But I actually think the most important part of moving into the cloud is that it gives you an opportunity to standardize data, think about the data you want. And then once you move it to the cloud, you can unlock new generations of AI technologies that come into the cloud and allow you to get more insights from data. And so to me, eventually, data is worthless if it doesn’t translate to insights. Your best way of getting that insight is to figure out a scalable way of moving to the cloud, cheaper, and also unlock a lot of the new AI techniques to get insight from it.
Glenn: I think we’re on a continuum where there are still lots of companies who are reticent to move all their data to the cloud. I think the view is, hey, we have regulatory obligations and there’s risk if we don’t manage things ourselves. For data that is viewed as too sensitive, too risky, too valuable to move to the cloud—it’s just a matter of time. The value that can be driven from having data up in the cloud is just too great. But how do you safely move data into the cloud? And then once it’s there, how do you manage the applications that consume that data in a way that is rational? And if you want to use [cloud services] rationally, and use them the right way, and in a cost-efficient way, then you really do need other tools to make sure that things don’t run away from you.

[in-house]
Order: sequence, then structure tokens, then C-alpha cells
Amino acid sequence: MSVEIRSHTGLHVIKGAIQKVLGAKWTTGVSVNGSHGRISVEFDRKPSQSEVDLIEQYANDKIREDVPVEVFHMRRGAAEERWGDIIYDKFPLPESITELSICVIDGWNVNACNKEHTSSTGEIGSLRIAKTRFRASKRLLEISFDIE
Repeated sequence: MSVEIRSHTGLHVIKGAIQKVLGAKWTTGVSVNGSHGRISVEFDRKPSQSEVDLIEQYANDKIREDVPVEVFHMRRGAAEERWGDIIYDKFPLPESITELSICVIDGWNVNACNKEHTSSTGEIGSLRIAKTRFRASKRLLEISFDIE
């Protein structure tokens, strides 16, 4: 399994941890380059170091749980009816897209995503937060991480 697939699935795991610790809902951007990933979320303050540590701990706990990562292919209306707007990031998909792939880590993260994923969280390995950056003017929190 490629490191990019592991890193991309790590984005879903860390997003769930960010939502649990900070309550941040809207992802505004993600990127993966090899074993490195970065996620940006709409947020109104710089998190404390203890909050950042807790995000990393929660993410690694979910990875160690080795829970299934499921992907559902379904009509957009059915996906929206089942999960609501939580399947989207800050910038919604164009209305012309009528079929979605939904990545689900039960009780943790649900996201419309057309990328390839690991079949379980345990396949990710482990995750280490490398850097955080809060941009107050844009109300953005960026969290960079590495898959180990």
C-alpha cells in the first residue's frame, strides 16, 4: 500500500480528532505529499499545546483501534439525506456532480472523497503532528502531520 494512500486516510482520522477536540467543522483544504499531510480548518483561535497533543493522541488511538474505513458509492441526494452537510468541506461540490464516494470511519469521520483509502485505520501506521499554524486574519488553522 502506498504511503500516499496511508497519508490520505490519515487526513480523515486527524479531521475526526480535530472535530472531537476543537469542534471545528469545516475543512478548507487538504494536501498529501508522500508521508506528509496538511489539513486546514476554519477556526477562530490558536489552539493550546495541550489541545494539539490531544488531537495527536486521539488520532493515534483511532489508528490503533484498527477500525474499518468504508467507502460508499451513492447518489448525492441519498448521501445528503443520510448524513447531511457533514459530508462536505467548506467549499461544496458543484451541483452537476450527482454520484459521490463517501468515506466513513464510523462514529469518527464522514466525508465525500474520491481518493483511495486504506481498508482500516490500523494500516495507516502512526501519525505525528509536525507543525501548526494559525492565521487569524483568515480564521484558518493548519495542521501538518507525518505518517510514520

Matt: For many years, there was an almost cognitive dissonance, where everything I read, and all the conversations I was having with like execs and people in the industry, was all cloud, cloud, cloud. But our customers all wanted to be on prem—actually, zero people want to be in the cloud. It feels like in the last year and a half that cognitive dissonance has disappeared, and suddenly I starting seeing all these customers, almost all at once—and the pandemic certainly accelerated all this—saying, okay, now is the time I will move those workloads and the data to the cloud. So it feels like there’s been an inflection point of some sort. And it is very anecdotal, I realize, but it is very, very clear.
The only nuance to all of this is I think there’s a little bit of a growing realization and concern around the cost of being in the cloud. When you start in the cloud, you actually save a lot of money. Once you’ve configured your organization to actually run in the cloud, you save a lot of money for a while. But then there’s a moment when it starts actually being pretty expensive. And I think that’s a problem that’s starting to come to the fore.
What’s the impact of the talent shortage?